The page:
Therefore, Achintya-Bheda-Abheda clearly crafted the Abheda philosophy of oneness (in terms of presence of all qualities) and Bheda philosophy of difference (in terms of quantity of qualities and existence).

Jivas according to the Bheda and Achintya-Bheda-Abheda philosophy have individual existence and are not one in terms of the quantity of attributes. But at the same time, Abheda and Achintya-Bheda-Abheda are similar when saying that the jiva is similar to Bhagwan in terms of attributes, that the jiva possess all the qualities of Bhagwan.

Shandilya Bhakti Sutra Aphorism – 33

न च क्लिष्टः परः स्यादनन्तर विशेषात्

Though jiva-soul is subjected to the affliction of maya, when he engages in loving service of Godhead he becomes totally free from any sorrow/suffering and becomes blissful.

Purport of Aphorism 33

In the Katha Upanishad it is said that: The man of wisdom, who beholds the Supreme Brahman/Bhagawan as the paramount of eternal reality among all other sentient beings enjoys true eternal bliss. An evolved being regards Brahman as the Fountain-Source of consciousness to all conscious beings and as the only Reality. He does not believe in a second entity of authority and has a firm conviction that Bhagawan is the Monitor self, dwelling in the cave of the heart of all sentient beings. Only Bhagawan grants beings with the fruits of their good and bad deeds (Karma). A man of such unshakable faith in Bhagawan attains true bliss and not others who are ignorant of Him.

Not only does the sentient being attain bliss but also he is blessed with the following:

1) Apahata papa- He is relived of all sins and sinful propensities.

2) Vijara- He becomes ageless.  He does not perceive old-age as other insentient or ignorant beings do. Even if he becomes apparently old for the world, he does not experience any disturbing symptoms of old-age and embraces the aging process with grace.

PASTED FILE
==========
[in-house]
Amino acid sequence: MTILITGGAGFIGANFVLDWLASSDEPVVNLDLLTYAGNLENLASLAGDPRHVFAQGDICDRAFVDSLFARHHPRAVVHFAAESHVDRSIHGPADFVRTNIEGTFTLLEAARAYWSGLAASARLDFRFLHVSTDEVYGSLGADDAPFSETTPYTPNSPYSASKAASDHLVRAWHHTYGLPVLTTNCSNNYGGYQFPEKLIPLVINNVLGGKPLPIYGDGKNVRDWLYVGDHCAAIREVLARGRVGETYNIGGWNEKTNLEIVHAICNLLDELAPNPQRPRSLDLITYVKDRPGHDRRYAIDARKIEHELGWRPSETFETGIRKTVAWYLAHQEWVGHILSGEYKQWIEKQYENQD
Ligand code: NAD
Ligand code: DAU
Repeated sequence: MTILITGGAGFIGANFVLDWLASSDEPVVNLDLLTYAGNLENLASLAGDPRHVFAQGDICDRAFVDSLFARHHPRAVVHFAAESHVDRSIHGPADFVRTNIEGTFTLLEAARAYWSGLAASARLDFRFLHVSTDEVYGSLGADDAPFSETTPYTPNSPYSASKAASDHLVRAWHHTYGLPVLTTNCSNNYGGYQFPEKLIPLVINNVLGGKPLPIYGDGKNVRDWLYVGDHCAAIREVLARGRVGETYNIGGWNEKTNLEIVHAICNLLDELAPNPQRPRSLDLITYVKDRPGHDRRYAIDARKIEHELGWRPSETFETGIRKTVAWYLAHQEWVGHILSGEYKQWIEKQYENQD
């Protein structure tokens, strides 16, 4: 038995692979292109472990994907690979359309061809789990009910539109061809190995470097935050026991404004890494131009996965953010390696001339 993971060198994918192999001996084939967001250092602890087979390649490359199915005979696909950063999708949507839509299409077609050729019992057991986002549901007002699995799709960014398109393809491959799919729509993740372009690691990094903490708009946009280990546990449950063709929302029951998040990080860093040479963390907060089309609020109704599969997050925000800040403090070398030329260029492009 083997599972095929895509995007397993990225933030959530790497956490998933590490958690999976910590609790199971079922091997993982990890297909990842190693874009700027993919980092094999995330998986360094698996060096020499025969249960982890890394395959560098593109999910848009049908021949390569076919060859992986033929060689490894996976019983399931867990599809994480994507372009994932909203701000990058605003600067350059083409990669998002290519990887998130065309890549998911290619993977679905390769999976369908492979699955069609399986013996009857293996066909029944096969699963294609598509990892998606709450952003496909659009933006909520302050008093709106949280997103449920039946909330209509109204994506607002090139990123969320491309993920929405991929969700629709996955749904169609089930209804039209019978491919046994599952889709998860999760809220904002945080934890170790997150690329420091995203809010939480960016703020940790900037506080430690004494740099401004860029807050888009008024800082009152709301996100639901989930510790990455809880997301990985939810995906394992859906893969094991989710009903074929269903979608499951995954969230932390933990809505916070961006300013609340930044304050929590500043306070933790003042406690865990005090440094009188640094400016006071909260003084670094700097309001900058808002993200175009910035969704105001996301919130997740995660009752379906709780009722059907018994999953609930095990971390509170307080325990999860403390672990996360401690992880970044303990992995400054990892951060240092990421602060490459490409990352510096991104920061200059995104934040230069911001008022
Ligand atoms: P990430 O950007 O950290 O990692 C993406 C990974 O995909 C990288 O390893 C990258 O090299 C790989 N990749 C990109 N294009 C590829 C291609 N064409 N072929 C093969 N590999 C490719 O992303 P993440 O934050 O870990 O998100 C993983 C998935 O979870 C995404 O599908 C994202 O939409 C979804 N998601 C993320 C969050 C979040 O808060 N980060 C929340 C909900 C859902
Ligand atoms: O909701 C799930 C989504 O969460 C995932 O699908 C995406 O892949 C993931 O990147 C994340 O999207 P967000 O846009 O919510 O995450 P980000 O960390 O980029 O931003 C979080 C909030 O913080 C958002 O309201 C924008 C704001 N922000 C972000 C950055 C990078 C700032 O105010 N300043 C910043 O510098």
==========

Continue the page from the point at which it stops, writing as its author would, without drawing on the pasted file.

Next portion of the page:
3) Vimrutyu: He overcomes death. No fear of death lingers at the back of the mind of such a sentient being as he is occupied with the divine remembrance of the Lord. While departing from this world, he does not experience fear of leaving this body as he has a clear vision of his spiritual destination. He is not left with the haunting thought of his journey after death because he accepts the position of serving Bhagawan.  There remains no uncertainty and therefore leaving this body seems nothing more than a journey to the other (spiritual) world.

4) Vijighatsaa: He breaks free from Lustful tendencies and thoughts. He is suffused with immense energy or Ojas Shakti as he does not expend his vital fluid in lower activities. This helps him progress on the spiritual path. He never experiences energy-drain and always remains enthusiastic to carry out his spiritual practices.

5) Apipasa: The tendency of hankering disappears as he attains the ultimate object of satisfaction and joy. A person hankers for something only when there is a sense of incompleteness. But, a spiritually evolved being is completely soaked in his practices and therefore is complete in all respects.

6) Satyakaam: He desires (kam) the Truth (Satya). All his actions are intended to attain the Supreme truth, Bhagawan.

7) SatyaSankalpa: All his actions, spiritual activities come to fruition and floods his heart with immense bliss and contentment.